FCC moves to drop regulations on broadcasters’ main studio operations

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David Sifry/Flickr

A studio at KQED in San Francisco.

The FCC has proposed to eliminate a set of rules that require radio and TV stations to maintain and staff studios in or near their communities of license.

The main studio rule, which has been on the agency’s books for almost 80 years, was originally intended to ensure public access to local broadcast stations. The regulations include requirements that stations employ full-time staff and maintain local facilities that can originate programming. Changes in technology and commission policy have made them an early target for the commission’s deregulatory agenda.

“Today … widespread availability of electronic communication enables stations to participate in their communities of licenses and members of their community to contact radio and television stations, without the physical presence of a local broadcast studio,” the FCC said Thursday in a notice of proposed rulemaking

FCC rules for public records — which previously required broadcasters to keep files in their main studio locations — will  expand to radio stations as of next March. TV broadcasters moved to electronic files in  2014. 

“Given these changes, in this proceeding we tentatively find that the main studio rule is now outdated and unnecessarily burdensome for broadcast stations and propose to eliminate it,” the FCC said in the NPRM. All three commissioners voted unanimously to put the proposal out for public comment.

In a statement issued before the vote, Republican FCC Chair Ajit Pai said the main studio rule appeared to be “outdated, unnecessary, and unduly burdensome.”

Commissioner Michael O’Rielly,  also a Republican, said separately that he has argued for a long time that the rule was “ripe for elimination.”

The agency’s sole Democrat, Commissioner Mignon Clyburn, approved the NPRM’s release while expressing qualms about eliminating the regulation altogether.

Clyburn

“A broadcaster’s main studio is often the only physical tie to a community,” Clyburn said in a statement. “Broadcasters are often among the first to report an emergency, and when it comes to radio, that physical presence means they actually know, and are experiencing first hand, what their local listeners want and need to hear.

“By tentatively proposing to eliminate the Commission’s main studio rule however, it seems to me that we are embracing a world in which automated national programming is the new normal. When the community wants to know what is going on in their backyard, my question is, will simulcasting fill the gap?”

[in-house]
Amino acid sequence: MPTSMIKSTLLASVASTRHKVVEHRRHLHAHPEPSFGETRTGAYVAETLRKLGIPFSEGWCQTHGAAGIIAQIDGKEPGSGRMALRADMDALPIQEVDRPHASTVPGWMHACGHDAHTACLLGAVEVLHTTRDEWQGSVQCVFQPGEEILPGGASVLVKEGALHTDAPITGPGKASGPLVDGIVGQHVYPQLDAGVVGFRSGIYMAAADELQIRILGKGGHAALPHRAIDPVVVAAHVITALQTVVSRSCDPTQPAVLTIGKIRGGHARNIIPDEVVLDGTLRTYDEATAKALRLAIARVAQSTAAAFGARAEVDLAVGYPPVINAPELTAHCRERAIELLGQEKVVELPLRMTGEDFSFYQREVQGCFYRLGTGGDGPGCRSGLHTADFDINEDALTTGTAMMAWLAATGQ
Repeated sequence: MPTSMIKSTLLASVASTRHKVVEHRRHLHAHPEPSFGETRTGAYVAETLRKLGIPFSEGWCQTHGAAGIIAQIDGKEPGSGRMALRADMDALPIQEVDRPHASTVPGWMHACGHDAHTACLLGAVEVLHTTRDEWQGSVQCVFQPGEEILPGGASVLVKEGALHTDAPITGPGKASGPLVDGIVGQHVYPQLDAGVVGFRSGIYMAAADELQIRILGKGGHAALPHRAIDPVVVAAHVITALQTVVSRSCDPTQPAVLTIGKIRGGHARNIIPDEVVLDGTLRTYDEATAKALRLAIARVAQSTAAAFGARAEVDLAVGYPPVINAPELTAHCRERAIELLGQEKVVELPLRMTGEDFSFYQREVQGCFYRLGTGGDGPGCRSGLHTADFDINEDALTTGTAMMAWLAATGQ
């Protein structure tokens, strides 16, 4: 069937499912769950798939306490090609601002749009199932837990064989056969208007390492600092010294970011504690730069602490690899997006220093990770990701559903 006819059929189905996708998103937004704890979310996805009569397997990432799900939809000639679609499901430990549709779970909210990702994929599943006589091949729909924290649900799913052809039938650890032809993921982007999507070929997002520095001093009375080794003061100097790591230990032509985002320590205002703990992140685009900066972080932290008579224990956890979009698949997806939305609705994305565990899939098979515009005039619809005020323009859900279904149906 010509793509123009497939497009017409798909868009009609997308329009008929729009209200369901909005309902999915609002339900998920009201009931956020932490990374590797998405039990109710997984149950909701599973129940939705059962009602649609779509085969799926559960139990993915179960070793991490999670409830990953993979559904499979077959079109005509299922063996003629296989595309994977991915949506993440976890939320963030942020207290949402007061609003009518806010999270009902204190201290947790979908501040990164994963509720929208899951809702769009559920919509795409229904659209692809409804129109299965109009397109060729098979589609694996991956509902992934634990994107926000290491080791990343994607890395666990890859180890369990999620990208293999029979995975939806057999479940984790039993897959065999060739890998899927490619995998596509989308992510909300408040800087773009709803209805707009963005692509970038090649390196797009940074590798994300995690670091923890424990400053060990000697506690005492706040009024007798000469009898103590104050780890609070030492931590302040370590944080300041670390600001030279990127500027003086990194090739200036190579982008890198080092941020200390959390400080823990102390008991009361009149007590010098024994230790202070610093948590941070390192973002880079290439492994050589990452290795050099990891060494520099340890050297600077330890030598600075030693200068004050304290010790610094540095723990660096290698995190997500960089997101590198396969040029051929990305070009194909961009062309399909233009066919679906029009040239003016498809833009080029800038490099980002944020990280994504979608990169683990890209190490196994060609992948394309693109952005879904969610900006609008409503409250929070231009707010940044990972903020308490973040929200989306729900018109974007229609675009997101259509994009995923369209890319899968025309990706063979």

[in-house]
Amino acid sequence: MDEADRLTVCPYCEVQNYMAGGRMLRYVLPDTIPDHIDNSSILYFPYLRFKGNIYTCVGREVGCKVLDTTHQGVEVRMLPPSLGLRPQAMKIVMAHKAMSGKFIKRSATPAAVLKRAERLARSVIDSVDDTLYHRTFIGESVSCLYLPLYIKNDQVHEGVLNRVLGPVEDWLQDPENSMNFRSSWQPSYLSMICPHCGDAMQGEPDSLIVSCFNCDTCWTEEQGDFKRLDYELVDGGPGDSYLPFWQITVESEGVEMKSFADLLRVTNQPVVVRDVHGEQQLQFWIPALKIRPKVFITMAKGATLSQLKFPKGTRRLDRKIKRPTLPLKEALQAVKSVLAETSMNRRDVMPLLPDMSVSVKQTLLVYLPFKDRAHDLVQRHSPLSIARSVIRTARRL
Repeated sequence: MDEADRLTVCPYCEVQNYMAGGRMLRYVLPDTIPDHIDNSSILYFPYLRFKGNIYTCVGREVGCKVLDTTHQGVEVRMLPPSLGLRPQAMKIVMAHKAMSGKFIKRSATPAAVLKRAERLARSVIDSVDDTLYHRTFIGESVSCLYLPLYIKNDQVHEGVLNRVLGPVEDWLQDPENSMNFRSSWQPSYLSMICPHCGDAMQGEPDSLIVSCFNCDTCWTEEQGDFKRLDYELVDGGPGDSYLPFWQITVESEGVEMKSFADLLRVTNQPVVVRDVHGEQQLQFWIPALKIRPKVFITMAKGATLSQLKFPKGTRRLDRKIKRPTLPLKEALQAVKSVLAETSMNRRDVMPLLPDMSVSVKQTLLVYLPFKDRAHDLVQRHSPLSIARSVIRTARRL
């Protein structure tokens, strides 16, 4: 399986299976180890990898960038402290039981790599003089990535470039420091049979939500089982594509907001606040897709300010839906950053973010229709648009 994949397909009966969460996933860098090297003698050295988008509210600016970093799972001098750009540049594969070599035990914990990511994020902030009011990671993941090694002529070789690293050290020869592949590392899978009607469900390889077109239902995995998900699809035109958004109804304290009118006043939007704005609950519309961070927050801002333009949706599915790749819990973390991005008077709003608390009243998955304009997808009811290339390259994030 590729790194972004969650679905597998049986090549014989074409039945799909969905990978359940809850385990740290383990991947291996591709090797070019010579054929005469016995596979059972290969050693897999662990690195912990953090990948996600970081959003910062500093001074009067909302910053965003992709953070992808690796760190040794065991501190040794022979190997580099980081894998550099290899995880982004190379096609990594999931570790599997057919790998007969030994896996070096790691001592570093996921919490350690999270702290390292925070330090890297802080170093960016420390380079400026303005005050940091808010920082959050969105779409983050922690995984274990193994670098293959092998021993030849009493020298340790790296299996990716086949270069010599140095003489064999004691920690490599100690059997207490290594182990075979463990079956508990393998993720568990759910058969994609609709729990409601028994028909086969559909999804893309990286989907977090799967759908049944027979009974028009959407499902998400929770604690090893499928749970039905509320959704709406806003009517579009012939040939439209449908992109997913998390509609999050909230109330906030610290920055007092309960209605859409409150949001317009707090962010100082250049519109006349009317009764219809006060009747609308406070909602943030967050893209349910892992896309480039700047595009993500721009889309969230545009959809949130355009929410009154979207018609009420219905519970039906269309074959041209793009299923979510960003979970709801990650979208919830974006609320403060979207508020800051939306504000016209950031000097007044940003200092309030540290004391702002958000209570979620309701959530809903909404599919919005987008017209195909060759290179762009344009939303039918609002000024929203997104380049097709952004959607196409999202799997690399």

In a statement, Patrick Butler of America’s Public Television Stations said the move to put stations’ public files online makes the main studio rule irrelevant.

“This burdensome rule does not recognize that local stations are accessible and responsive to their communities through various means, including social media email and phone,” Butler said. “This rule is particularly burdensome to state networks, whose ‘community of license’ spans an entire state.” 

The FCC has already exempted many public broadcasters from the main studio rules, according to Todd Gray, an attorney who represents many stations before the FCC. The commission routinely grants waivers for public radio and TV stations that are parts of statewide or regional networks.

“Even if a noncommercial station can get a waiver, why should it have to if the concept of the main studio rules doesn’t make any sense any more?” Gray said in an interview. The requirement is “a source of hassle, time and expense.”

Managers of two pubcasting networks endorsed APTS’s position on the rulemaking. Terry Dugas of WyomingPBS said the network already has waivers for its two stations that repeat signals originating from KCWC in Riverton-Lander.

“The proposed change will have no impact on us, since our studio is at our main location,” he wrote in an email.

Mark Vogelzang, CEO of Maine Public, said most of the rural state’s five public TV stations and 12 radio stations operate with main studio waivers.

“It would be financially impossible for us to maintain staffed facilities in each of our broadcast locations,” Vogelzang said in an interview.

“Both commercial and public broadcasters will be pleased to see this rule go away,” Vogelzang said.

Public comments on the proposals will be due 30 days after the Federal Register publishes the NRPM, according to the FCC. Reply comments will be due 15 days thereafter. Gray expects publication in the Federal Register within a few weeks.

Under the law, the FCC has to wait until the comment windows close to vote on a new rule.